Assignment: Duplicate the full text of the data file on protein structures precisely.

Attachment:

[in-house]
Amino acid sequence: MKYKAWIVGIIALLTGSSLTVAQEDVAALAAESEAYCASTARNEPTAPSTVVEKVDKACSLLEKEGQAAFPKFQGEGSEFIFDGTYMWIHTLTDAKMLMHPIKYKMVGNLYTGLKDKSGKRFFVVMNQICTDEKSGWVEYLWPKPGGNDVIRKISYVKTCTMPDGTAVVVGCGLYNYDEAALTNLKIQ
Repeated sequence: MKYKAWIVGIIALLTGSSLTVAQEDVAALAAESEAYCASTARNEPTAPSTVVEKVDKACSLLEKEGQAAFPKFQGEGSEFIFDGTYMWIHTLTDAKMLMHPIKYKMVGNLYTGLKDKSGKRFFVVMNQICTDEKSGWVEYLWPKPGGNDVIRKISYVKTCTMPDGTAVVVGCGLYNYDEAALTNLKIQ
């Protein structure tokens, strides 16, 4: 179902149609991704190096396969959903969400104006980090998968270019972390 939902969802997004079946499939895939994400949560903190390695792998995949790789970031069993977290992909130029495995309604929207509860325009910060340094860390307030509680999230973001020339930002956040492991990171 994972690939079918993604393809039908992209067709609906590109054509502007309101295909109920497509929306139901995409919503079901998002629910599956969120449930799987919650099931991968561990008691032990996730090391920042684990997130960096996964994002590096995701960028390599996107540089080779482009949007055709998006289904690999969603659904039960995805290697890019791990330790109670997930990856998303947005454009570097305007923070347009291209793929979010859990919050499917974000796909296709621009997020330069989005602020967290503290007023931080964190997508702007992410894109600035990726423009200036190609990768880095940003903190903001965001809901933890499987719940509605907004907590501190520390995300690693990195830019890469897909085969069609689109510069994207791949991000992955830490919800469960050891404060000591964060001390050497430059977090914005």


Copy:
[in-house]
Amino acid sequence: MKYKAWIVGIIALLTGSSLTVAQEDVAALAAESEAYCASTARNEPTAPSTVVEKVDKACSLLEKEGQAAFPKFQGEGSEFIFDGTYMWIHTLTDAKMLMHPIKYKMVGNLYTGLKDKSGKRFFVVMNQICTDEKSGWVEYLWPKPGGNDVIRKISYVKTCTMPDGTAVVVGCGLYNYDEAALTNLKIQ
Repeated sequence: MKYKAWIVGIIALLTGSSLTVAQEDVAALAAESEAYCASTARNEPTAPSTVVEKVDKACSLLEKEGQAAFPKFQGEGSEFIFDGTYMWIHTLTDAKMLMHPIKYKMVGNLYTGLKDKSGKRFFVVMNQICTDEKSGWVEYLWPKPGGNDVIRKISYVKTCTMPDGTAVVVGCGLYNYDEAALTNLKIQ
């Protein structure tokens, strides 16, 4: 179902149609991704190096396969959903969400104006980090998968270019972390 939902969802997004079946499939895939994400949560903190390695792998995949790789970031069993977290992909130029495995309604929207509860325009910060340094860390307030509680999230973001020339930002956040492991990171 994972690939079918993604393809039908992209067709609906590109054509502007309101295909109920497509929306139901995409919503079901998002629910599956969120449930799987919650099931991968561990008691032990996730090391920042684990997130960096996964994002590096995701960028390599996107540089080779482009949007055709998006289904690999969603659904039960995805290697890019791990330790109670997930990856998303947005454009570097305007923070347009291209793929979010859990919050499917974000796909296709621009997020330069989005602020967290503290007023931080964190997508702007992410894109600035990726423009200036190609990768880095940003903190903001965001809901933890499987719940509605907004907590501190520390995300690693990195830019890469897909085969069609689109510069994207791949991000992955830490919800469960050891404060000591964060001390050497430059977090914005």